EARTHWORKS

Mount Taylor

United States | New Mexico | Grants : General Atomics Corp.

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Looking toward Mount Taylor. Credit: New Mexico Independent & grace tee/flickr

A sacred place, threatened by uranium mining

Located in the southwestern corner of New Mexico’s San Mateo Mountains, Mount Taylor is a pilgrimage site for at least 30 Native American tribes. It is sacred to many tribes, including the Navajo Nation, the Hopi, the Zuni, and the nearby Laguna and Acoma Pueblos. Mount Taylor is rooted in the history and traditions of many of these tribes.

Mount Taylor has been listed by the National Trust for Historic Preservation as one of America's eleven most endangered historic places.

The Mount Taylor Mine

The mountain sits atop one of the richest known reserves (Grants Uranium Belt) of uranium ore in the country. It is estimated that the Mount Taylor mine contains over 100 million pounds of uranium. This resource has spurred previous uranium booms in the area, one in the 1950s and another in the 1970s.

With the current increase in uranium prices, the New Mexico Mining and Minerals Division continues to receive proposals for exploration, mining and milling at the Mount Taylor site

The currently proposed mine is owned by Rio Grande Resources, a subsidiary of General Atomics Corporation. The Mount Taylor mine was previously a conventional mining operation and is planned to operate as a conventional mine in the future.


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Environmental and cultural concerns

General Atomics Corporation, also owns the Colorado Superfund site Cotter Uranium Mill (link to Cotter Mill information). Since opening in 1958, Cotter mill has had a long list of toxic spills and violating Colorado environmental regulations.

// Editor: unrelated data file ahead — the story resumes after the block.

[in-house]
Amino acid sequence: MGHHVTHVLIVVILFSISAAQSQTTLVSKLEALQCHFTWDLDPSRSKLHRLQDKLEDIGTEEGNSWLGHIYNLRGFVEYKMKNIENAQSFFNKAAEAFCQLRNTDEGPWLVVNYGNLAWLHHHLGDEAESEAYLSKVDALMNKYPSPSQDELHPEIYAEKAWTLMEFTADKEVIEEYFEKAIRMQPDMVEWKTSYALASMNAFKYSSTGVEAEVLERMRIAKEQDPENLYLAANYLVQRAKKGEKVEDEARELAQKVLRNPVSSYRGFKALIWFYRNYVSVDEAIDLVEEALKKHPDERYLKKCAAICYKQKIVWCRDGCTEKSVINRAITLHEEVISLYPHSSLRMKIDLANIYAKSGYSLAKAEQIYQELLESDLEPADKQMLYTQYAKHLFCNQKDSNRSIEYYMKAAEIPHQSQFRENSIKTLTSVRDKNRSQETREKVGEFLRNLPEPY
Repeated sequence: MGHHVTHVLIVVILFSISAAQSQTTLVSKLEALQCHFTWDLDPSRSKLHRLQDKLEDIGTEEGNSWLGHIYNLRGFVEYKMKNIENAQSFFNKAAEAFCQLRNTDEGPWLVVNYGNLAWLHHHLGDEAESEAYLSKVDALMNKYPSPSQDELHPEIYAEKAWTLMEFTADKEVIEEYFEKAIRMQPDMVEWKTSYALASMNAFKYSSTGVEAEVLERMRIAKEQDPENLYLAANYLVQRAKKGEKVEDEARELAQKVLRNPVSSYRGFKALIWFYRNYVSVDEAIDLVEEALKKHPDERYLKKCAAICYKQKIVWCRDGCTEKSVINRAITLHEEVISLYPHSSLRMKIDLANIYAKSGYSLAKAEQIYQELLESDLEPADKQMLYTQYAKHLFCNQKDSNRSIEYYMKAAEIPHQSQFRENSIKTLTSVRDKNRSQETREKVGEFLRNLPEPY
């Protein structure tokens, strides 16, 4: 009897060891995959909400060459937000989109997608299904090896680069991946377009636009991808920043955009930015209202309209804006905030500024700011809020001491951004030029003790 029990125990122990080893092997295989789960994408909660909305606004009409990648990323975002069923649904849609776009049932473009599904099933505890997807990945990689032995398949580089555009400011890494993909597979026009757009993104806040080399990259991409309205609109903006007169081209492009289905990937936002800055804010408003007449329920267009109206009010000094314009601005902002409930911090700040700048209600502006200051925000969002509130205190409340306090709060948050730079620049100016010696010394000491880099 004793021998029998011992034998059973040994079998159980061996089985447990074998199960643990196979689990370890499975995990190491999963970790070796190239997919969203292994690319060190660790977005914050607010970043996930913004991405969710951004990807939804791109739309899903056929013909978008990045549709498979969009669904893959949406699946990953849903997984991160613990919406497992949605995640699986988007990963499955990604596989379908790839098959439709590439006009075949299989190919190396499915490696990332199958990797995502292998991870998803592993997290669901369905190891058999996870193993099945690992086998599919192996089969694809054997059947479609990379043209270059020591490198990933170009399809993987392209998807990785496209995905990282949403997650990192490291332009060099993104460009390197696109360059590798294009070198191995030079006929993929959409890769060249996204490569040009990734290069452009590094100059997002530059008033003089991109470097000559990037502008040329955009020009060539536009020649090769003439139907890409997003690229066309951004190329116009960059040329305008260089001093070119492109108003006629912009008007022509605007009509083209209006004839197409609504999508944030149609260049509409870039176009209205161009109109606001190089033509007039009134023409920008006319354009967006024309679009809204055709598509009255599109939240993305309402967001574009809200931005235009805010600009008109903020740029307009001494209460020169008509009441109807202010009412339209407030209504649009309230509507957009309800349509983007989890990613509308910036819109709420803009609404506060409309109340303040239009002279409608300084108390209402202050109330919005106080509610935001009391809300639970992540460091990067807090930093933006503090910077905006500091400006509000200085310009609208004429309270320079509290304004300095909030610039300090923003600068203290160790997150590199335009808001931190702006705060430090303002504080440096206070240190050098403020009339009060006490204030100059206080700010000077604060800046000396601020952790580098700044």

Land: A lot of the land in question is still governed by the 1872 Mining Law, which permits mining regardless of its impact on cultural or natural resources. Many local tribes fear the development of uranium resources in the Mount Taylor region would destroy the culturally and spiritually significant land.

Water: Uranium mining may also contaminate the Acoma’s primary water resource, the Rio San Jose. The Rio San Jose is not only a water resource for the local communities, but has cultural significance as well.


by the National Trust for Historic Preservation

Current Status

The Mount Taylor project is still in the permitting process. In May 2010 the Colorado legislature passed a law forbidding an expansion or increase in operations at uranium mills until they clean up existing sites. The Cotter Mill, is planned to be the designated recipient of the future Mount Taylor uranium ore. Today, the Mount Taylor operations are on standby.


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Tagged with: uranium mining, sacred sites, new mexico, mount taylor, indigenous, historic site, general atomics

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